9. [quote name='chris_b' post='290648' date='Sep 24 2008, 10:31 AM']I agree with Bilbo's view of Motown's output. Great bass playing, but once you get past the hit singles the rest of the songs were very average.[/quote] Let's face it, even the 'hit singles' were just churned out by the Motown machine to a preset formula. They are to music what MacDonalds is to food, ie v. popular mass-produced crap.
  10. [quote name='simon1964' post='286536' date='Sep 18 2008, 11:58 AM']+1 for the Jeff Berlin. It would be ideal, and the one for sale on here is at a good price.[/quote] I did look into that option, but decided that 46lb + is just toooo heavy for a 9 stone weakling like me. Thanks for the thought anyway. And thanks to machinehead for the CMD 121P solidarity - perhaps we should start a club .
  11. So...thanks to a lucky break on ebay (using BuyItNow just 8 minutes after the auction had started) I now have a MarkBass CMD 121P combo. Mint condition, 6 months old, with a cover. The chap who sold it said he'd used it some medium sized pubs and had never had the volume above the 10 o'clock mark. Judging from these and other remarks I've seen here and elsewhere on the web, and WalMan's excellent review of the similar CMD 121H on this very site (http://basschat.co.uk/index.php?showtopic=5484), I think this will provide enough oomph for my needs. Just under 30lb in weight, and £600 delivered. Result! Just have to hope we ever get a gig now...
  12. 3 musicians and a drummer. Chr*st, I hope she never reads this!
  13. Thanks to you all for your help...looks like I'm going to have to revise my 30lb / £600 targets! Thanks also to Darren from Bass Merchant who PM'd me. Have a good weekend folks.
  14. [quote name='alexclaber' post='277961' date='Sep 5 2008, 04:05 PM']What do you use for rehearsals? Alex[/quote] Good question. We've only ever had one (since then I've been recording new bass parts for the band's otherwise already recorded album) - it was some kind of combo - 1x12 I think, but I'm not sure what make or how many watts it produced. I'll pay more attention next time.
  15. For the first time since the early 1980's, I am playing bass again in a rock band. There's talk of gigs (the band have been a gigging outfit in the past, but have been without a regular bass player for a while). Trouble is, at the moment I only have a small practice amp, so it looks like I'm going to have to spend some money on some kind of gigging rig. The band is a 4 piece - vocals, gtr+backing vocals, drums and bass - playing heavyish melodic rock type stuff. The guitarist doesn't have an amp either - our practice room has amps supplied, and they say that in the past they've always got gigs at places with amps already in place (have you guys ever come across this??). The gigs they've had in the past (and think they are most likely to get in the future) seem to have been mostly in London pub venues, with PA supplied. So I'm wondering, from a perspective of zero recent gigging experience, what I'm going to need. I'd like not to exceed around £600 or 30lbs total weight if possible. Options I've been considering include things like: Hartke Kickback 10 combo: 120W, 30lbs, £260 ish new: basic option - if most of the oomph is likely to come from the PA, and the backline is mostly for hearing myself, this might be good option given its ability to act as a monitor in 'kicked-back' mode. Genz-Benz Shuttle 3.0 10T: 175W (350 with extension cab), 18lbs, £600 ish: - similar pros to the Hartke (it has a stand so it can be angled up, apparently), plus even lighter, and I could add an extra cab for more power if required. Lightweight head (Ashdown Little Giant 350??) with Lightweight 1x12 8 ohm cab (Zoot??). 175 Watts / 30lbs approx. / £500-£600. More like a 'proper' bass rig - could add a second 1x12 if needed. But can't angle upwards as easily, so most of the power would be directed at my ankles. Any thoughts? Do you find that for the average gig your amp is primarily a monitor for you, and that the PA is doing most of the work? Do you think a 1x10 combo could cut it in a gig, or am I falling victim to optimistic advertising? Thanks and regards E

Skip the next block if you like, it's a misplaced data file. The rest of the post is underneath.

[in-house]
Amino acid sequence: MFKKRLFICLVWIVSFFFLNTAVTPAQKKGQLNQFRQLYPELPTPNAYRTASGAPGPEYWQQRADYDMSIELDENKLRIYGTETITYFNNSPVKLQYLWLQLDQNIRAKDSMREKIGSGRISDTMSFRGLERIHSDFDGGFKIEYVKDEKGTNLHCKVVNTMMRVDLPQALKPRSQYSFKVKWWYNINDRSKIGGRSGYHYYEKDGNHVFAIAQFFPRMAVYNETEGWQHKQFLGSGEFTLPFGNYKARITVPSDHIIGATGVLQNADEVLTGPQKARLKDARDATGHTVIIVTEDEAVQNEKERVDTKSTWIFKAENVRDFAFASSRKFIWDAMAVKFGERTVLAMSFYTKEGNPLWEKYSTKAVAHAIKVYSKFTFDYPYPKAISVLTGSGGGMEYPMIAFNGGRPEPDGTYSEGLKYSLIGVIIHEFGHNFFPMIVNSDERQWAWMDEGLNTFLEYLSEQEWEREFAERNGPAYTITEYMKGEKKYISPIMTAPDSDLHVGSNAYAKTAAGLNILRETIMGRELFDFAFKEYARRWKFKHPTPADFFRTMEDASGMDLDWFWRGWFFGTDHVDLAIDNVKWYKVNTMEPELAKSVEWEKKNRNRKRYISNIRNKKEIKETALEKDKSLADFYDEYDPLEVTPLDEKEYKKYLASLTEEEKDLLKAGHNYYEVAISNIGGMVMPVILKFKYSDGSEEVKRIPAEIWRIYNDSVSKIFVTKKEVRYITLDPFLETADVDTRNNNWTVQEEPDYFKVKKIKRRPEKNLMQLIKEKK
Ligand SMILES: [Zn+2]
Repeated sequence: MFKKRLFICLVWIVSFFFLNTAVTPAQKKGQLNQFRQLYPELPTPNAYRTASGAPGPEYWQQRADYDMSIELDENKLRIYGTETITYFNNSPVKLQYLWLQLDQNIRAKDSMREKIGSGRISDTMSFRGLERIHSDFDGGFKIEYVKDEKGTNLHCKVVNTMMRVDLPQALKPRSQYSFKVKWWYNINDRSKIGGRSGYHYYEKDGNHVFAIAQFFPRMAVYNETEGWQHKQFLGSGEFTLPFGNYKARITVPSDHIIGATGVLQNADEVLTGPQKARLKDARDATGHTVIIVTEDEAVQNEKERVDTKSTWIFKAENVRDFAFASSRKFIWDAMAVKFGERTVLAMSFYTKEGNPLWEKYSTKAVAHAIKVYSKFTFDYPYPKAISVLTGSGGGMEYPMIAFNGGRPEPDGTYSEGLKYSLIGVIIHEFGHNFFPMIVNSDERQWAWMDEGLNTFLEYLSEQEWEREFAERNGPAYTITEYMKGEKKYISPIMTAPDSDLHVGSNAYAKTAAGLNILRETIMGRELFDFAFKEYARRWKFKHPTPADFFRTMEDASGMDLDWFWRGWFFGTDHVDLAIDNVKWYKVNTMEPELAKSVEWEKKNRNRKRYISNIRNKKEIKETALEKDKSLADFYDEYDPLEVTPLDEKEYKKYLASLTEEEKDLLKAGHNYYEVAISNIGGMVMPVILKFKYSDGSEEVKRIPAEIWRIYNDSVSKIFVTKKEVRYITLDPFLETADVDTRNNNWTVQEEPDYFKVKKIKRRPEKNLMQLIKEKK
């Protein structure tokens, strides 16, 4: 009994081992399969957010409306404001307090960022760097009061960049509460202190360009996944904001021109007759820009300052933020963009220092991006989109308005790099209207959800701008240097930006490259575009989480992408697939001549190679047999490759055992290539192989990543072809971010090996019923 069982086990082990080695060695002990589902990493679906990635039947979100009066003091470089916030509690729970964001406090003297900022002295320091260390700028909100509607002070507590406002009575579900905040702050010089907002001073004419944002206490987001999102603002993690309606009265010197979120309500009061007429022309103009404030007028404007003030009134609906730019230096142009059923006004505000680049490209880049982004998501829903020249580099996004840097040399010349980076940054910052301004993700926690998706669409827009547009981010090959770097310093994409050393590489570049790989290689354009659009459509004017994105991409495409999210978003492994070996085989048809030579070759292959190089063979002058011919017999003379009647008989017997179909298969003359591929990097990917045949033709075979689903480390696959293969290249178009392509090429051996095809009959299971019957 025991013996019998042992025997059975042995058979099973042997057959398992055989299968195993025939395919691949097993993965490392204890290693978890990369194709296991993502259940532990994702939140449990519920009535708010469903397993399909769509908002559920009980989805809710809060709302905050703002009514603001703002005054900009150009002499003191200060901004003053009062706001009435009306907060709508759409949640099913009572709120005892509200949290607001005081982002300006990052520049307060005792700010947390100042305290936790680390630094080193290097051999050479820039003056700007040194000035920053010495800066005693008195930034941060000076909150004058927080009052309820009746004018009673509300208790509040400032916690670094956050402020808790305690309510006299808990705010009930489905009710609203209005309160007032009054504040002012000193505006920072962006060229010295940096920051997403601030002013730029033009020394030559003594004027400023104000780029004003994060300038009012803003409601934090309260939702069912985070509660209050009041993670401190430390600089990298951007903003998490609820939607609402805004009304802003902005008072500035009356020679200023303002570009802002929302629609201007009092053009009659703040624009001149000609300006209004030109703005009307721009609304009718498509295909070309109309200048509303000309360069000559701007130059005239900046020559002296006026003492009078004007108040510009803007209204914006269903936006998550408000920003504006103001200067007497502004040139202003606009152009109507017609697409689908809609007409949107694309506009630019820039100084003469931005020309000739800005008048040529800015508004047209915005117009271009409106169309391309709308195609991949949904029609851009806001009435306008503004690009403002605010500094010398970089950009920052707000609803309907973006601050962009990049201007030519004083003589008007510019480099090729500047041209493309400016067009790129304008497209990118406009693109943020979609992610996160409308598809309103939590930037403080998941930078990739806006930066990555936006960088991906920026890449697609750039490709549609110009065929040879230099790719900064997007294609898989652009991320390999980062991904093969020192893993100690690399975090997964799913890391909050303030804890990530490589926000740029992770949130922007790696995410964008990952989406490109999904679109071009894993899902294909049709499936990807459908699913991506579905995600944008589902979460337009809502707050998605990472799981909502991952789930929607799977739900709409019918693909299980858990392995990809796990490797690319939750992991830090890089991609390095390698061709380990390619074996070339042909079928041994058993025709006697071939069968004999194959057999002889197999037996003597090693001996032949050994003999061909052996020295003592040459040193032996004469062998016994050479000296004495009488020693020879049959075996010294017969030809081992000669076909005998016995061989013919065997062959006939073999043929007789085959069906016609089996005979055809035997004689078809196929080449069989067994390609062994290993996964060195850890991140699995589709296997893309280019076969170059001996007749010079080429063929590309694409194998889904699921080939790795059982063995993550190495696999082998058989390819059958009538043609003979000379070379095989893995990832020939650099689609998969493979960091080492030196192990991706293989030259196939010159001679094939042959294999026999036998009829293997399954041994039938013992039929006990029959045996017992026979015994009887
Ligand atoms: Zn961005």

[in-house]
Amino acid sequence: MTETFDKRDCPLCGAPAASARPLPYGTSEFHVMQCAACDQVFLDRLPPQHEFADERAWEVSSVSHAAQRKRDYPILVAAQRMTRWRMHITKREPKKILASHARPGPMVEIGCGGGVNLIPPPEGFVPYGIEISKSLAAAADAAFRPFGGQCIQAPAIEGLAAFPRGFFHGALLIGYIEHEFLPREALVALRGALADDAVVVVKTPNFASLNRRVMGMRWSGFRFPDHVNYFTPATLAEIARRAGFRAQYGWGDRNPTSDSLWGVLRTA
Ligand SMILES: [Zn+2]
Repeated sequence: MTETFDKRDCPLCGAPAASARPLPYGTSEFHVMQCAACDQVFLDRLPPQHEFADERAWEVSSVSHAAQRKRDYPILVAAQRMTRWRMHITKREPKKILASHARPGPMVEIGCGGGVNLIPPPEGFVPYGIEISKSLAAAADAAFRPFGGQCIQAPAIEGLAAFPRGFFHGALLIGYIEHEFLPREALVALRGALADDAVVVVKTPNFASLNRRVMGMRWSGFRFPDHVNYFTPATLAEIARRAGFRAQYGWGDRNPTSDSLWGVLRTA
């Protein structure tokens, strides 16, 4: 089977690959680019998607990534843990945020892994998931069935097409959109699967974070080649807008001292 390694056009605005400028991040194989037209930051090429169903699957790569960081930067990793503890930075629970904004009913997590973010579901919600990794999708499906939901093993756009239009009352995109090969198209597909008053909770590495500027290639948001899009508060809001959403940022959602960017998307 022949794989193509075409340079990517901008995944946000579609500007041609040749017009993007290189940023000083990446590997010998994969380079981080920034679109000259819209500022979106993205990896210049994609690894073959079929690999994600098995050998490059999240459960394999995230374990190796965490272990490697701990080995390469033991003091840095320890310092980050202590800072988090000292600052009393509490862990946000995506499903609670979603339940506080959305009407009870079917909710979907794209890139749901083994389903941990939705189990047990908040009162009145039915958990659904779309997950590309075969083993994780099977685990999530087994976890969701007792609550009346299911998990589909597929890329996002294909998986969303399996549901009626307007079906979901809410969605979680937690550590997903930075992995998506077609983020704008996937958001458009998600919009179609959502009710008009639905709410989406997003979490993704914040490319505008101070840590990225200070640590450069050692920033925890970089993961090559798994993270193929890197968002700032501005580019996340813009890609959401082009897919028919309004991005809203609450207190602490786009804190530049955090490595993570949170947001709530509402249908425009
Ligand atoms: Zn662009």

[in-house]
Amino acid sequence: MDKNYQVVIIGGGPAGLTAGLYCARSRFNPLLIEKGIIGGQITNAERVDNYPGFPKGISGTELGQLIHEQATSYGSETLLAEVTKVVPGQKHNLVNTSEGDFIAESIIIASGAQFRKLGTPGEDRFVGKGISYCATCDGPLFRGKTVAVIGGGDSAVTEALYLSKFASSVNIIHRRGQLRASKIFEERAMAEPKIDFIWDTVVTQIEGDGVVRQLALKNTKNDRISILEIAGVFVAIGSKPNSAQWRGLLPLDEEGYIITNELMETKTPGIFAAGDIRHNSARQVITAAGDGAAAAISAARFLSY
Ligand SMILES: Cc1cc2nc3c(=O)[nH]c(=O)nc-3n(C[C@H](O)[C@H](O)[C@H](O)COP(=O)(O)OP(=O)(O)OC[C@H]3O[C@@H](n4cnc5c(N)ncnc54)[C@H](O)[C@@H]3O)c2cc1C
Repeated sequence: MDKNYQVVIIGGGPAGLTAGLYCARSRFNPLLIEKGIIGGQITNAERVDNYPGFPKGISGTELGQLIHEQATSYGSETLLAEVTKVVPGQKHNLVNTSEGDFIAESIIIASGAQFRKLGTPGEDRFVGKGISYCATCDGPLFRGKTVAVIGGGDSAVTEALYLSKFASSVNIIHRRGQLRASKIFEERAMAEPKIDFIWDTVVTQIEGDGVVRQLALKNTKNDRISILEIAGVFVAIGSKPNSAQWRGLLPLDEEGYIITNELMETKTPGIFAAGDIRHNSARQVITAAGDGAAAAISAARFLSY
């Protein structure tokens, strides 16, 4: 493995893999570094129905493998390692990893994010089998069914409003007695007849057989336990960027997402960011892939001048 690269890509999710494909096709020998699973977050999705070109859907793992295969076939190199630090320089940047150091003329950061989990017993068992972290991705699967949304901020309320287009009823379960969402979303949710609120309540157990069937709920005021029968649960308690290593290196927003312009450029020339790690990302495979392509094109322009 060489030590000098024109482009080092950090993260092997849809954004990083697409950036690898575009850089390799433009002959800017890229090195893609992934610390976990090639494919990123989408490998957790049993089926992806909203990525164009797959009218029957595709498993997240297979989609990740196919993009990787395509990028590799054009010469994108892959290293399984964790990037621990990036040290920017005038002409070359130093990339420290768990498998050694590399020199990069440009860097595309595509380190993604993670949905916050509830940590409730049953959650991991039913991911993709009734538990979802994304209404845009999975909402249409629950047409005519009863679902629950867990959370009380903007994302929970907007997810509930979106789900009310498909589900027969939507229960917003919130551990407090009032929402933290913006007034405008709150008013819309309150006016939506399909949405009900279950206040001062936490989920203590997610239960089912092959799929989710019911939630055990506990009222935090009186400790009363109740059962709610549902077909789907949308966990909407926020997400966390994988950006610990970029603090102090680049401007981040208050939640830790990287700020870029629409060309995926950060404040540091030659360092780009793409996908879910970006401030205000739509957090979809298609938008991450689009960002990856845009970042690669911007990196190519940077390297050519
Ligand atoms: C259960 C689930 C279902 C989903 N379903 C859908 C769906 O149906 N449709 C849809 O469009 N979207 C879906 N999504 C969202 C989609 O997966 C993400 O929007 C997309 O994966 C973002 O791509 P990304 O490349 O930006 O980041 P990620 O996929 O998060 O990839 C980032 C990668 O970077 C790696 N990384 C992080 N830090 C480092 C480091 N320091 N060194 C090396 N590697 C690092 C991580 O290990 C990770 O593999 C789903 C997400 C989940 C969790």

16. Thanks for introducing me to the wonderful world of Brian Fox. He's like the Chuck Norris of bass: "Brian Fox's bum notes can calm hurricanes....but Brian Fox HAS NEVER PLAYED a bum note!"
  17. [quote name='Oscar South' post='273808' date='Aug 31 2008, 04:40 PM']85% of people who say they don't like basses with more than 4 strings are just distasted because they either can't play a 5+ stringer well, or can't afford one. 10% are just saying it to be contrary or because they think it'll earn them 'bass cred'.[/quote] "distasted" ????